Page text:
Building a Data-Driven Organization with BI and Analytics

BI is just a beginning. In order for organizations to truly achieve high ROI, BI needs to feed Analytics to help drive decisions that drive revenue, cost and process improvement.

In a previous blog post, I asked the question are we turning data into knowledge.  In that post, I highlighted the experience the City of Cincinnati Public Schools went through where data was not turning into knowledge, until the faculty and leaders actively understood and used the data.  I focused on cognitive disfluency as a potential catalyst in helping understand and use data, but from a larger picture, what was initially missing was the Analytics.

Behind Every Good Decision: How Anyone Can Use Business Analytics to Turn Data Into Profitable Insight (BEGD) is an excellent resource for understanding, evangelizing and implementing Analytics in an organization.  The authors drive the point that business analytics doesn’t have to be rocket science.  They believe in the 80/20 rule, where 80 percent of the ROI from analytics can be derived from simple analytics that most people can implement and 20 percent may require the more advanced “rocket science” or predictive analysis.

Nucleus Research found a Return of $ 13.01 for each $1 Invested in Analytics based on a study of companies in 2014. That’s a great return, and reason enough for most companies to make some level of investment into analytic research.

What is Analytics?

BEGD defines analytics as the science of applying a structured method to solve a business problem using data and analysis to drive impact.

Intuition + Data = Actionable insights → Good decision

From Behind Every Good Decision: How Anyone Can Use Business Analytics to Turn Data Into Profitable Insight

Analytics is not Business Intelligence.  Where BI leaves off is where Analytics begin. The ROI on BI is very dependent on Analytics.  Many companies focus on the top half of the diagram below, driven by IT organizations, but fall short on the bottom half which is driven by leadership across the company.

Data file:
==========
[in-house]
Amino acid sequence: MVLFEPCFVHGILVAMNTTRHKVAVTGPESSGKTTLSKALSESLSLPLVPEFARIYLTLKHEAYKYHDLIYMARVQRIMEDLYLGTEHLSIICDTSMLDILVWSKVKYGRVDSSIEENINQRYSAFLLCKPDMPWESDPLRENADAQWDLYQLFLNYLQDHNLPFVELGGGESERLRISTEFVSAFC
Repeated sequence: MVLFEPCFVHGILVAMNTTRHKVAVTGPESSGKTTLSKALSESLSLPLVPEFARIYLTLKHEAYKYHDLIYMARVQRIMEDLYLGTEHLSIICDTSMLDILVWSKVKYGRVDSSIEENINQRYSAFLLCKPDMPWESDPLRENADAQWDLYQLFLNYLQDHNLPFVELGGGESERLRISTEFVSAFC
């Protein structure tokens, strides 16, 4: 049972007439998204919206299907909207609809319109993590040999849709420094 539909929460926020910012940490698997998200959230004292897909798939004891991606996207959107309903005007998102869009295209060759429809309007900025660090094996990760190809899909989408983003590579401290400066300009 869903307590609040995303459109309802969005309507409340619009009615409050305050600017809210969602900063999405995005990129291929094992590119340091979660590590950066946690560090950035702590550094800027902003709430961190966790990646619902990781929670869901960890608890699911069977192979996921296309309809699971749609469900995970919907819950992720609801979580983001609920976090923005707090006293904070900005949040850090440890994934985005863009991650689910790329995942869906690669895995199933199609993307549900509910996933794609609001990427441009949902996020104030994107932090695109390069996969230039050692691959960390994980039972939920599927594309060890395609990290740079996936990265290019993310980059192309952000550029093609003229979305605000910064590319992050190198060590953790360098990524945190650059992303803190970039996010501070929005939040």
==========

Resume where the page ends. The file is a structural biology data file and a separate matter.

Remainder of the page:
From Behind Every Good Decision: How Anyone Can Use Business Analytics to Turn Data Into Profitable Insight 

The Two Sides of Business Analytics

Successful Analytics = Data Science + Decision Science

  • Data Science – The technical track that derives insights from the data.
  • Decision Science – The business track that aligns stakeholders so that valuable insights produced using data science can be inserted into the organizations decision-making process and converted into action.

Just like many other aspects of technology, Analytics requires the technical skills but also requires the soft skills to understand the business, understand the questions that need to be answered, and present and sometimes sell insights that will drive business impact.

4 Keys To Building An Analytics Based Organization

An organization that wants to become a data driven one, using Business Analytics, needs to build 4 areas that define its Analytics Maturity:

1. Leadership

A data driven company, most likely, has data driven leaders that are committed to learning about their customers and all that affect the customers to drive growth and innovation.  They would also believe that data will be a key to drive their business in all areas.

  • As data is used to gain insight to drive a business, it’s important to know the drivers and eventually all the drivers should follow a single vision that the leaders and the organization move towards.
  • Data-driven leaders will be committed to consistently use data to make key decisions in proving or disproving hypothesis, or uncover new opportunities or gaps.
  • Data-driven leaders know that you can only manage what you can measure.  They will use data to keep themselves and their teams accountable to the goals and vision of the organization.

2. Analytics Talent

McKinsey & Company has warned about a potential 1.5 million shortage in the US, of managers and analyst with needed Analytics skills by 2018.  Whether or not this actually happens is debatable, but what’s not worth debating is the significant growth in the need for Analytical skills.  If ROIs that are 13 fold continue, then it’s a no brainer to turn any organization into a data-driven one, with a strong Analytics based business and technical team.